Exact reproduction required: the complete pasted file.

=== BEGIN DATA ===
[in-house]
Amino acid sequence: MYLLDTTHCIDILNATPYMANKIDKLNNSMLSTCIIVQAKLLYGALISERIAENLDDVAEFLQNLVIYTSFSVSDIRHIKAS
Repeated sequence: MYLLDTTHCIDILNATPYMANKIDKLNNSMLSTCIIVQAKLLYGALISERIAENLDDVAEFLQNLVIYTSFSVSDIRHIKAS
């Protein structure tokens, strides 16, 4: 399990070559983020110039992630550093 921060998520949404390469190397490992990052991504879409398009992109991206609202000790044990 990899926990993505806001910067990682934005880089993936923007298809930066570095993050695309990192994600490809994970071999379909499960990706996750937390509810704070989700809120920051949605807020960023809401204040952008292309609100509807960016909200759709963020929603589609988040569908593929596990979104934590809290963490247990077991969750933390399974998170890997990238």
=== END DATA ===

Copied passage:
[in-house]
Amino acid sequence: MYLLDTTHCIDILNATPYMANKIDKLNNSMLSTCIIVQAKLLYGALISERIAENLDDVAEFLQNLVIYTSFSVSDIRHIKAS
Repeated sequence: MYLLDTTHCIDILNATPYMANKIDKLNNSMLSTCIIVQAKLLYGALISERIAENLDDVAEFLQNLVIYTSFSVSDIRHIKAS
């Protein structure tokens, strides 16, 4: 399990070559983020110039992630550093 921060998520949404390469190397490992990052991504879409398009992109991206609202000790044990 990899926990993505806001910067990682934005880089993936923007298809930066570095993050695309990192994600490809994970071999379909499960990706996750937390509810704070989700809120920051949605807020960023809401204040952008292309609100509807960016909200759709963020929603589609988040569908593929596990979104934590809290963490247990077991969750933390399974998170890997990238």